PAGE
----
genetically modified crop aimed at fighting
vitamin A deficiency—into vitamin A. After
a Tufts investigative panel found ethical
lapses in the study last year, ASN allegedly
asked Tang and her co-authors to withdraw the paper. The scientists declined;
Tang, who filed suit 9 July, argued that
retraction is tantamount to defamation.
One of Tang’s supporters says the society
has agreed to a 90-day stay before retracting the paper to attempt to settle out of
Remote tribe contracts flu
ACRE, BRAZIL | Members of a long-isolated Amazon tribe have contracted
influenza after making voluntary contact
with the outside world (Science, 11 July,
p. 125). Members of the tribe had emerged
from the forest along the Upper Envira
River late last month, possibly to evade
illegal loggers and cocaine traffickers.
They spent several weeks with repre-
Bill would boost NSF funding
sentatives from Brazil’s Indian affairs
department (FUNAI) and with people
from an indigenous village. Late last week,
FUNAI announced that the tribespeople
had contracted the flu virus, to which they
have no immunity—particularly worrying
because thousands of such tribespeople
live in the Amazon region. A govern-
ment medical team treated the infected
tribespeople and provided them with
immunizations, according to FUNAI, but
the group then returned to their forest
home—a development that alarms many
WASHINGTON, D.C. | The Senate’s
Commerce, Science, and Transportation
Committee released proposed legislation on
18 July that calls on Congress to increase
the National Science Foundation’s (NSF’s)
budget by nearly 40%, to $9.9 billion,
by 2019. It also endorses NSF’s current
policies for reviewing grant proposals
and—in sharp contrast to a U.S. House
of Representatives bill—emphasizes the
importance of the social sciences as part of
a balanced research portfolio. The bill, titled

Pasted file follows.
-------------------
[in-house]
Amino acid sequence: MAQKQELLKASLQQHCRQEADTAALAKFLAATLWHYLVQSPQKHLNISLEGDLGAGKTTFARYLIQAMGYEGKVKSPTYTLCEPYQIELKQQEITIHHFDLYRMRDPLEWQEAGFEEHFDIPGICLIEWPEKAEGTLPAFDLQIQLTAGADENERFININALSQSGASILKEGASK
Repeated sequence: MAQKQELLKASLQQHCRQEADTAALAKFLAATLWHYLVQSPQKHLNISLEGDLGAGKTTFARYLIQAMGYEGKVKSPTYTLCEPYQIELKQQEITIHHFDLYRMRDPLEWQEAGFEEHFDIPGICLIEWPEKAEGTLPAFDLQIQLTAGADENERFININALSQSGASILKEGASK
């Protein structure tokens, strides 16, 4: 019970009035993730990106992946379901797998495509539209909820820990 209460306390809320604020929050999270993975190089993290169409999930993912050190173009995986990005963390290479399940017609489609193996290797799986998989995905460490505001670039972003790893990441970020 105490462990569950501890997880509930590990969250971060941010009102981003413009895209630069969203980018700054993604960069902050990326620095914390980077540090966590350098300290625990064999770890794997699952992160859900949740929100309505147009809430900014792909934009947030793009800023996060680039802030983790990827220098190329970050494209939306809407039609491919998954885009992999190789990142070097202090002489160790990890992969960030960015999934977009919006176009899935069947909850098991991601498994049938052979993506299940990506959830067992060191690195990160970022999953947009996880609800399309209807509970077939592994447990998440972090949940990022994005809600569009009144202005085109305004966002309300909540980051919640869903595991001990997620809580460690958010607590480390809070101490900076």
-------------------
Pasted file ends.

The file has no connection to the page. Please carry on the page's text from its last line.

the America COMPETES Reauthorization
Act of 2014, would replace the 2010 America
COMPETES Act, which expired last year.
But neither the Senate nor the House is
likely to complete action on its reauthorization bill before the November election.
Neuroscientist John Donoghue has spent
the past decade working on “BrainGate,”
brain-machine interfaces that allow
paralyzed people to control prosthetic
limbs using their minds. This summer, he’s
leaving Brown University to become direc-
tor of the new Wyss Center for Bio- and
Neuro-Engineering in Geneva, Switzerland.
Q: What’s the new Wyss center’s mission?
A: The goal is to make neuroprosthetics
that will be practical in the real world. A
lot of times we do things that look really
cool to the media, but are they something
that will help people in everyday life?
Q: Does Europe provide a more stable
environment for neuroscience research?
A: The U.S. has absolutely extraordinary
scientists and neuroscience is amazing
here. I am a little disappointed that the
U.S. is not investing
as heavily as other
countries, though. If you
look at countries that
are investing heavily in
industry, education, and
science, it’s Germany
Q: Ofcially you are on a 1-year sabbati-
cal from Brown. Will you go back?
A: I don’t know. I love Brown, and I
never thought I would even think of going
someplace else, but to have the chance to
shape something like this—it’s hard to turn
something that wonderful down.
New Zealand plans to
poison stoats and rats
to save the brown kiwi
and other native birds.
Battle for the birds
New Zealand is beginning its larg- est pest control effort, aimed at protecting native birds, bats, and snails across more than 708,000 hectares on the south island. The
plan is a response to a massive abundance
of beech seed, which began in March,
due to 2 years of favorable weather. The
bumper crop is predicted to cause “a
plague of rodents of biblical proportions,”
said Conservation Minister Nick Smith in a
statement. Once the rats and stoats finish
the seed, they will likely hunt native species. To knock down the rodent population,
workers will set traps and drop poison by
helicopter in 29 forests until November.
Although the toxic bait, laced with sodium
monofluoroacetate, is formulated to
minimize deaths to deer and birds, some
environmental and farming groups object
to its use. The effort will cost between
NZ$9 million and NZ$12 million, part of a
5-year, NZ$21 million campaign.